Strange, I felt no shame - only a great shock at the discovery that the contact between man and woman could be so brutal and so painful, I walked out in a daze, bruised in every nerve.
When I reached home I found Helena fearfully wrought up. She had been uneasy about me, aware of my meeting with the boy. She had made it her business to find out where he worked, and when I failed to return, she had gone to the hotel in search of me. The shame I did not feel in the arms of the man now overwhelmed me. I could not muster up courage to tell Helena of my experience.
After that I always felt between two fires in the presence of men. Their lure remained strong, but it was always mingled with violent revulsion. I could not bear to have them touch me.
These pictures passed through my mind vividly as I lay alongside my husband on our wedding night. He had fallen fast asleep.
The weeks went on. There was no change. I urged Jacob to consult a doctor. At first he refused, pleading diffidence, but finally he went. He was told it would take considerable time to "build up his manhood." My own passion had subsided. The material anxiety of making ends meet excluded everything else. I had stopped work: it was considered disgraceful for a married woman to go to the shop. Jacob was earning fifteen dollars a week. He had developed a passion for cards, which swallowed up a considerable part of our income. He grew jealous, suspecting everyone. Life became insupportable. I was saved from utter despair by my interest in the Haymarket events.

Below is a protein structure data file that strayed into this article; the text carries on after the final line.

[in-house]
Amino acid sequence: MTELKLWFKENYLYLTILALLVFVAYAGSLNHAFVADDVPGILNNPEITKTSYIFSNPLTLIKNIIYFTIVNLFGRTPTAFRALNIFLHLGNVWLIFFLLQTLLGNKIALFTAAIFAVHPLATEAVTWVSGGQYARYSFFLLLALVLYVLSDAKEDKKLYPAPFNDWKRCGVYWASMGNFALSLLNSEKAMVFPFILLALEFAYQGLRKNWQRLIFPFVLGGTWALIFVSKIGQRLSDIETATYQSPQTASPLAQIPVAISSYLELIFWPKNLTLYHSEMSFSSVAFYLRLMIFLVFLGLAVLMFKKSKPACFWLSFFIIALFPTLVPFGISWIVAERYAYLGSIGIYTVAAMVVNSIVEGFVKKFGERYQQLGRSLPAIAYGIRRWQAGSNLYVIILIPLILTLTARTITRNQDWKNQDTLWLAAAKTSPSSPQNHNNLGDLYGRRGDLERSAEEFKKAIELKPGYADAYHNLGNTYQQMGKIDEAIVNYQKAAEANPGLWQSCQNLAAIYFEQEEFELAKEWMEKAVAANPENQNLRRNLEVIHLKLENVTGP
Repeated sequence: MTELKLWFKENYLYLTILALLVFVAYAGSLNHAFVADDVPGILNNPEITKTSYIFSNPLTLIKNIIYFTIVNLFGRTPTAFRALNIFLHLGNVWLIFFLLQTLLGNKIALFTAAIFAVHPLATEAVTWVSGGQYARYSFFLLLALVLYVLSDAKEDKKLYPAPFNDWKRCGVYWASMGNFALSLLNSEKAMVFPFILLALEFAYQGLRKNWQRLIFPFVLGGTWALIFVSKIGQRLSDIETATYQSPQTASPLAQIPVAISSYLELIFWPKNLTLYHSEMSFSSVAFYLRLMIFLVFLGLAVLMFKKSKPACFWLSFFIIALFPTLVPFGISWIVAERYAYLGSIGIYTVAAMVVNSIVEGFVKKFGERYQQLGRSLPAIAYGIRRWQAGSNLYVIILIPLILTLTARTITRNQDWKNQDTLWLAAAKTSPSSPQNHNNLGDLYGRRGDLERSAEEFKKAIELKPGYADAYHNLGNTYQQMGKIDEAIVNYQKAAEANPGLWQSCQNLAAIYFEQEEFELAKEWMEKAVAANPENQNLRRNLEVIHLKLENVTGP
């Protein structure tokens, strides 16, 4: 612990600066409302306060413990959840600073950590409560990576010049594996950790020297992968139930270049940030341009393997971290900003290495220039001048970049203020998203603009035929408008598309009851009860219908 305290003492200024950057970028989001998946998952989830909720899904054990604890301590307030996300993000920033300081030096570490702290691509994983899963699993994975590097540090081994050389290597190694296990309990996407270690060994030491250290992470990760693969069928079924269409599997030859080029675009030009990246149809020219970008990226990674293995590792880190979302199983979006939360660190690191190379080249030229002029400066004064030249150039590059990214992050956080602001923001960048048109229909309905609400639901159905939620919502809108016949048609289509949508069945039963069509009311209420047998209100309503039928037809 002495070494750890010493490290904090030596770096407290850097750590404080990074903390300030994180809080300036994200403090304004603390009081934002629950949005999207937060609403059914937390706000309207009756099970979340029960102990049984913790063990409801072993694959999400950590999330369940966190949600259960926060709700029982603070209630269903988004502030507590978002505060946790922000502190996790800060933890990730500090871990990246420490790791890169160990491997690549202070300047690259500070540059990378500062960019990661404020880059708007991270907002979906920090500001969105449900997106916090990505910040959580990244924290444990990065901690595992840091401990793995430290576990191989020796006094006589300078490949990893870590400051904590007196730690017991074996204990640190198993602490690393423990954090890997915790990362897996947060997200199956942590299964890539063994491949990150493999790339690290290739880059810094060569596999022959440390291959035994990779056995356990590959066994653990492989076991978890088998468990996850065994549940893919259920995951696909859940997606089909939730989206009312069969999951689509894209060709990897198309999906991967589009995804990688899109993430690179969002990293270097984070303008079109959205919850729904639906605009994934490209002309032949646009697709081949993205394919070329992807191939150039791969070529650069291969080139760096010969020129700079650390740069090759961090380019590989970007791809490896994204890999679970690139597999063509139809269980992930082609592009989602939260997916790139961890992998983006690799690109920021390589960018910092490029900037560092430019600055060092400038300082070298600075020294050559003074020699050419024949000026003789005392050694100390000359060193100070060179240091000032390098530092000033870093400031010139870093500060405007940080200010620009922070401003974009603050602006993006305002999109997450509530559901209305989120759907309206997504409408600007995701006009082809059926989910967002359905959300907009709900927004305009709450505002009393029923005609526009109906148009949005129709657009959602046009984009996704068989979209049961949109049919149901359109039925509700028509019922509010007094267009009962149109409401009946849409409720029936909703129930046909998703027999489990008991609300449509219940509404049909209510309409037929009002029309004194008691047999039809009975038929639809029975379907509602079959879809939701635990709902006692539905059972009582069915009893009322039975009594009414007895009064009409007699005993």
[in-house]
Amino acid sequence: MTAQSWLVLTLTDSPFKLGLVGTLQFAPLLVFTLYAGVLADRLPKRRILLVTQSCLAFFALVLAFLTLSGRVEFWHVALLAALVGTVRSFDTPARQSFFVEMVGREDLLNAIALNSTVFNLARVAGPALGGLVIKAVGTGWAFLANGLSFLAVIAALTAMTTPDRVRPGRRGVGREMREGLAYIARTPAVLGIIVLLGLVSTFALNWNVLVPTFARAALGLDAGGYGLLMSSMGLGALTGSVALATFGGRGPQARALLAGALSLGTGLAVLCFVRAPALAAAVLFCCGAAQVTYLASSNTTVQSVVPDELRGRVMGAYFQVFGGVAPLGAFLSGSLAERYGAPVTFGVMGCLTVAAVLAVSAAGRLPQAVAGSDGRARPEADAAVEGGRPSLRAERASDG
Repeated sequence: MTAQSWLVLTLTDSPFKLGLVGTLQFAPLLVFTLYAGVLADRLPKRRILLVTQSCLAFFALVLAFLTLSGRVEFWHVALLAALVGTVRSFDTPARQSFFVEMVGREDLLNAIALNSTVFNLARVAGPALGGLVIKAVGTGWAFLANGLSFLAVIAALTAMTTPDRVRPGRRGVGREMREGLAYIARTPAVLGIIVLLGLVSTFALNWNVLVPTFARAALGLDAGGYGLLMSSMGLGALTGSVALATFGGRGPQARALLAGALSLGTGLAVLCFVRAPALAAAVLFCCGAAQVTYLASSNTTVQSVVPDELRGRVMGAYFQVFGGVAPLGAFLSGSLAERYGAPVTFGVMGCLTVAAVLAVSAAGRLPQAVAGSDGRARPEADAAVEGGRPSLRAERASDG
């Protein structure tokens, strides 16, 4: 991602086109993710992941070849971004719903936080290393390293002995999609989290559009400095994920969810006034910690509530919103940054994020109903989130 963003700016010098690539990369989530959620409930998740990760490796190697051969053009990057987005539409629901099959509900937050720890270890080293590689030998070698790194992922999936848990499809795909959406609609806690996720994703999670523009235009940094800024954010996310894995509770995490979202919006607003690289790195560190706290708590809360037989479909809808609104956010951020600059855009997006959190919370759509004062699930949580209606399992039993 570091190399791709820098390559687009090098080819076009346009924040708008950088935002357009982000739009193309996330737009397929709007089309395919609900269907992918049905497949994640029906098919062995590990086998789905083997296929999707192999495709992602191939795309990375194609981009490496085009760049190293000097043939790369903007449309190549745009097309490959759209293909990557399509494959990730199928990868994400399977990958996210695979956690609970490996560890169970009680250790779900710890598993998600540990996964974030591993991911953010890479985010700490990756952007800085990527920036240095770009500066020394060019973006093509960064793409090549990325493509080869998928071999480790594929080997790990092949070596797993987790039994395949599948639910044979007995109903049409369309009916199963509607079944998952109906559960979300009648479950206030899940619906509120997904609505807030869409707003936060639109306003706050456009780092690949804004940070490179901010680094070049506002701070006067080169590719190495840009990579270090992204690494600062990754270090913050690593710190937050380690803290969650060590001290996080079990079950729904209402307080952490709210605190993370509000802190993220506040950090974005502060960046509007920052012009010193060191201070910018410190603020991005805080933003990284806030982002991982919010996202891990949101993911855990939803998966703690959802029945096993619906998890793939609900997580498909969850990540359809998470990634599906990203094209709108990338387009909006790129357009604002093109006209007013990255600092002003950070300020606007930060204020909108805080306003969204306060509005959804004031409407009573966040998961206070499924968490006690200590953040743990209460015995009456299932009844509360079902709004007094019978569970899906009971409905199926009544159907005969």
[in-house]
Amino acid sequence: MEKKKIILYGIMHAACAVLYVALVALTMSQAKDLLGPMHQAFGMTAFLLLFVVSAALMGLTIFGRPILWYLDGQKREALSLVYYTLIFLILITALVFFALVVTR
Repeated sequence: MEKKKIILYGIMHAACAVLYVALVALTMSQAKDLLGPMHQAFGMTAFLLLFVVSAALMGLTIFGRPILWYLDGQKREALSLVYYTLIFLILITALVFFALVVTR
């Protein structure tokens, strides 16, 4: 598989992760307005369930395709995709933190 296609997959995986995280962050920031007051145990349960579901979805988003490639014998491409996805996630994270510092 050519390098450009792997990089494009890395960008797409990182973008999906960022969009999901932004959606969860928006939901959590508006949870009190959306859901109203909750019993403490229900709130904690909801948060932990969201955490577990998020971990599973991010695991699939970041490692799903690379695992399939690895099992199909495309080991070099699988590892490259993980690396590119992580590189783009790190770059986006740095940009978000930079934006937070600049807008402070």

After the death of the Chicago anarchists I insisted on a separation from Kershner. He fought long against it, but finally consented to a divorce. It was given to us by the same rabbi who had performed our marriage ceremony. Then I left for New Haven, Connecticut, to work in a corset-factory.
During my efforts to free myself from Kershner the only one who stood by me was my sister Helena. She had been strenuously opposed to the marriage in the first place, but now she offered not a single reproach. On the contrary, she gave me help and comfort. She pleaded with my parents and with Lena in behalf of my decision to get a divorce. As always, her devotion knew no bounds.
In New Haven I met a group of young Russians, students mainly, now working at various trades. Most of them were socialists and anarchists. They often organized meetings, generally inviting speakers from New York, one of whom was A. Solotaroff. Life was interesting and colourful, but gradually the strain of the work became too much for my depleted vitality. Finally I had to return to Rochester.
I went to Helena. She lived with her husband and child over their little printing shop, which also served as an office for their steamship agency. But both occupations did not bring in enough to keep them from dire poverty. Helena had married Jacob Hochstein, a man ten years her senior. He was a great Hebrew scholar, an authority on the English and Russian classics, and a very rare personality. His integrity and independent character made him a poor competitor in the sordid business life. When anyone brought him a printing order worth two dollars, Jacob Hochstein devoted as much time to it as if he were getting fifty. If a customer showed a tendency to bargain over prices, he would send him away. He could not bear the implication that he might overcharge. His income was insufficient for the needs of the family, and the one to worry and fret most about it was my poor Helena. She was pregnant with her second child and yet had to drudge from morning till night to make ends meet, with never a word of complaint. But, then, she had been that way all her life, suffering silently, always resigned.